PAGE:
Jordanian police stand guard outside the parliament building in Amman
Jordanian police stand guard outside the parliament building in Amman in 2011. Jordanian MPs on Tuesday endorsed an electoral law that scraps a contested one-person-one-vote system and increases seats for women, as the country prepares to hold polls by the end of this year. © Khalil Mazraawi - AFP/File
Jordanian police stand guard outside the parliament building in Amman
AFP
Last updated: June 19, 2012

Jordan parliament approves electoral law

Jordanian MPs on Tuesday endorsed an electoral law that scraps a contested one-person-one-vote system and increases seats for women, as the country prepares to hold polls by the end of this year.

"Under the new law, voters can cast two ballots: one for individual candidates in their governorates and one for political parties or coalitions nationwide," prominent MP Khalil Attieh told AFP.

The Islamists, trade unions and media have repeatedly attacked the one-person-one-vote system first adopted in 1993, which they say produces loyalist MPs who do not represent the people.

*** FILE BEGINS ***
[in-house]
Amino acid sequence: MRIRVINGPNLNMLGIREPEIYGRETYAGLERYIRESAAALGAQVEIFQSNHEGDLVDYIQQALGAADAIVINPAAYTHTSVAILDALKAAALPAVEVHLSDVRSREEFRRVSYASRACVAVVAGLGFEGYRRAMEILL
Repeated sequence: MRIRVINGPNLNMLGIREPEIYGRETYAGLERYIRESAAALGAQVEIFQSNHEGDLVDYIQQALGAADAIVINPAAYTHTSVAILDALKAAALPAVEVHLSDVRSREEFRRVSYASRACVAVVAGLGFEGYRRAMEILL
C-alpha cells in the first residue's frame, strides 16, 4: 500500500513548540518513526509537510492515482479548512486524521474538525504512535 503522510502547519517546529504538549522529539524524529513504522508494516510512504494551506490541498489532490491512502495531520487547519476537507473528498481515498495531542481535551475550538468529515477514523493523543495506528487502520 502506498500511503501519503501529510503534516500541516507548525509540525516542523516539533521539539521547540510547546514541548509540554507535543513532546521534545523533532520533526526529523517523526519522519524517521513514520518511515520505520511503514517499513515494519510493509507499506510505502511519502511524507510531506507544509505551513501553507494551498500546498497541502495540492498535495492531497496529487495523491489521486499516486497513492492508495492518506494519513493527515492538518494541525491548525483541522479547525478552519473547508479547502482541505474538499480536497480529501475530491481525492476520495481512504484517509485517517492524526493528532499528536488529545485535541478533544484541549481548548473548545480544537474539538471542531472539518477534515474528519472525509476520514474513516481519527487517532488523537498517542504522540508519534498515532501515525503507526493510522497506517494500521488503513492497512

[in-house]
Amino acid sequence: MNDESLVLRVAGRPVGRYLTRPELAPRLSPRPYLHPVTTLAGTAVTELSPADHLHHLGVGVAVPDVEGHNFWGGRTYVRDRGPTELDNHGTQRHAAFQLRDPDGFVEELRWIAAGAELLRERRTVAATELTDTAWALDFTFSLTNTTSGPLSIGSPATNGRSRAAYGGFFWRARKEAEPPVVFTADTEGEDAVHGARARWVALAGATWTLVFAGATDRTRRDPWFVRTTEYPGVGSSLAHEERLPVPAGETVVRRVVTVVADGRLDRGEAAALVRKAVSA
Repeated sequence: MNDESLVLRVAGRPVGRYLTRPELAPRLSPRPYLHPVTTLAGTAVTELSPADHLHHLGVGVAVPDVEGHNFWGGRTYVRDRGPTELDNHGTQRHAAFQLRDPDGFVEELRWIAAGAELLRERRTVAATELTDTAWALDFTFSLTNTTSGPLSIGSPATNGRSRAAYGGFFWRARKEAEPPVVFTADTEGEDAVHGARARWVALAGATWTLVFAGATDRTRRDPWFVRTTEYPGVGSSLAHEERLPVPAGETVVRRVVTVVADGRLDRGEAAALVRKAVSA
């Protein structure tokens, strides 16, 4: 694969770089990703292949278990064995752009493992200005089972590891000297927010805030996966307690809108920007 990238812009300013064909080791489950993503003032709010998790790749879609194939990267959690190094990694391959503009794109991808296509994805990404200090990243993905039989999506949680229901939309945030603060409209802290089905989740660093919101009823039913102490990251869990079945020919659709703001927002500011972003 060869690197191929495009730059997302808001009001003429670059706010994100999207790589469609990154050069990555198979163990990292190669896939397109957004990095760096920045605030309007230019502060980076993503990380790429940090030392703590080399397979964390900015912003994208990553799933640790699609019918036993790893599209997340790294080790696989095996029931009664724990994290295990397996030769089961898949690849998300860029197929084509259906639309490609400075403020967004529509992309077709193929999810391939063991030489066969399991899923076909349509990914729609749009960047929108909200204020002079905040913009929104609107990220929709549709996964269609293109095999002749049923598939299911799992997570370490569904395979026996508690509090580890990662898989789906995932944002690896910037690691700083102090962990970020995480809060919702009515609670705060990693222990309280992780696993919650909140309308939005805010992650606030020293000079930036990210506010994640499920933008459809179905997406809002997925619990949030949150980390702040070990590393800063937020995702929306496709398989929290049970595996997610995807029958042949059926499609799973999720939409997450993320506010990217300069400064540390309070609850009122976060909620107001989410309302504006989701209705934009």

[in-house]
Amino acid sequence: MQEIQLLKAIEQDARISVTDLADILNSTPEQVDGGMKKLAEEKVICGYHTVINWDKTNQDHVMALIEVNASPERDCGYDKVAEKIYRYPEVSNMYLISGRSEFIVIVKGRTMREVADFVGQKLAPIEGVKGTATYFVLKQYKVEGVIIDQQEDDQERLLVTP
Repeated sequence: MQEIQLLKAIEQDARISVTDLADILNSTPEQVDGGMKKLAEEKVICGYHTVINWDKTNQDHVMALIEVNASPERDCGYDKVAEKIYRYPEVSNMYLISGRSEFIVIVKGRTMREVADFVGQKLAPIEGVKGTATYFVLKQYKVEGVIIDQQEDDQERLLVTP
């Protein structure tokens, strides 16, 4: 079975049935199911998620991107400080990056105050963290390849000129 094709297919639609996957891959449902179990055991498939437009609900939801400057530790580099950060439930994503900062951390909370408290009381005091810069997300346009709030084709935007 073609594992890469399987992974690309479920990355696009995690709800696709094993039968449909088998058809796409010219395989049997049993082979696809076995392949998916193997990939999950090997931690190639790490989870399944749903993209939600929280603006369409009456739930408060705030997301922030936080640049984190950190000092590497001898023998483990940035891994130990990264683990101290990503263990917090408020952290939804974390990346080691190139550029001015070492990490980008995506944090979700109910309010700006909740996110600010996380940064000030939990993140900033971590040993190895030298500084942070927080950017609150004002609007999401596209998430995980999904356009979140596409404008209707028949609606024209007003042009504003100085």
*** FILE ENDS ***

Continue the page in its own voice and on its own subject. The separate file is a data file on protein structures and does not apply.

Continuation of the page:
Before 1993, voters were able to vote for all seats in their constituency.

"Only 17 seats can be contested by candidates representing political parties coalitions," Attieh said, while the remainder are reserved for independents.

The new law, which will go into effect after King Abdullah II approves it, "increases the number of parliament seats to 140 from 120, including an expanded quota system for women from 12 to 15," said Attieh.

The quota system was first imposed by King Abdullah II in 2003 as part of his drive to empower women in the conservative desert monarchy.

According to the constitution, elections take place every four years, but Jordan held early polls in 2010 after the king dissolved parliament.

The Islamists boycotted these elections in protest at constituency boundaries set under the contested law, saying it over-represented rural areas considered loyal to the government at the expense of urban areas seen as Islamist strongholds.

The king is pushing to hold crucial early elections before the end of 2012 as Jordanians have held relatively small but persistent Arab Spring-inspired demonstrations almost every week since last year to demand sweeping reforms.

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